5. Writing the presentation. Jon believes the script should be written down to the last apostrophe. It gives control – both in terms of content and timing. If you know the content inside out, you can deviate from it if necessary

And adapting Jon’s method, here are five elements to his thesis, with five nuggets under each heading

1. Prepare

  • People work better on one task than several at once
  • Work in a small, tight, committed team
  • Take control. Taking control means keeping work and social life separate, not allowing interruptions, having space for thinking, treating others as you would like to be treated and looking after your brain
  • Start quickly and devote equal time to each aspect
  • Practice makes perfect

2. Recognise the competition

  • The focus should be on beating the competition and not finding the perfect answer
  • Belief has to be turned into action – this is done by persuading that your idea is the best
  • Save energy for the big issues rather than proving the obvious
  • Either say something different or say the same thing better
  • But a USP of some description is needed to stand out and plant doubt in the competition

3. Ensure a narrative

  • The best speeches are done using the simplest language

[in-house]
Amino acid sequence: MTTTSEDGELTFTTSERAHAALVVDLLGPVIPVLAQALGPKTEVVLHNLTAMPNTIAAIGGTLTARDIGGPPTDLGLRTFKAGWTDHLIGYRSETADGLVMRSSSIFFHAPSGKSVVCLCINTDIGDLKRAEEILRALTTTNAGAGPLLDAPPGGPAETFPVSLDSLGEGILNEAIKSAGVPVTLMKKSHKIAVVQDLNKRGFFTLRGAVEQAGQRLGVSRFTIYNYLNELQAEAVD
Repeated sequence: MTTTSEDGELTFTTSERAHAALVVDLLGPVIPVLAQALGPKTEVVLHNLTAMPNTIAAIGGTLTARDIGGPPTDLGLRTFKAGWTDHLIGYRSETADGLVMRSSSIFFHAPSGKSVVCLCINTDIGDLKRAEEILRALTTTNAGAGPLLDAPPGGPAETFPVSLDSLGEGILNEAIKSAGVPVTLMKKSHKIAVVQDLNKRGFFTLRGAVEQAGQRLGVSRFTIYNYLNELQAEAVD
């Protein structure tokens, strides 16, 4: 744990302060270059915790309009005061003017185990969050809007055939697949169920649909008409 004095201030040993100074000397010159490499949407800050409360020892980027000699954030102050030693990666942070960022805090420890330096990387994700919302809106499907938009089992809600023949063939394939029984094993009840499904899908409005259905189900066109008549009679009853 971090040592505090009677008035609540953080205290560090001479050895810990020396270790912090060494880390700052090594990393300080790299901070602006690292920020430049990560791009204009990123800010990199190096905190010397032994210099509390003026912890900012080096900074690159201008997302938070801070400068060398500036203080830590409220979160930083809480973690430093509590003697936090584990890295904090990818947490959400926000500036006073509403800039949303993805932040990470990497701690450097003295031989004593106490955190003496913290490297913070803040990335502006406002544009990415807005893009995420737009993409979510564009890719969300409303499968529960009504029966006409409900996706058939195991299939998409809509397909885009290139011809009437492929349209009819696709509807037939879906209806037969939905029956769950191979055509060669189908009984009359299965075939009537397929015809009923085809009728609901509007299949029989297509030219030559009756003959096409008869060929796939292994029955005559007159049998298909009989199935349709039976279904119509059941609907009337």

• Presentations should tell stories
  • A good presentation has a start, a middle and an end
  • A few well chosen questions can be a powerful tool
  • Use minimal slides with a prose leave-behind

4. Keep the tone engaging

  • The five key elements are truth, beauty, excitement, significance and persuasion
  • Communicate; don’t lecture. The best presentations are question marks; not full stops
  • Communicate one idea at a time
  • Be inclusive as the audience doesn’t listen to what you say but what it means to them
  • Passion breeds success. When you believe, giving ground is tantamount to failure

5. Connect with the audience

  • Own the room
  • Minimise space between the presenter and the audience
  • Give a sense of what it would be like to work with you
  • If one answer is given, don’t give a second if it involves repetition
  • Keep consistency of message and openness of mind and manner

The above is just a small extract of the wisdom encapsulated in 288 pages. I would recommend reading every last page.

sk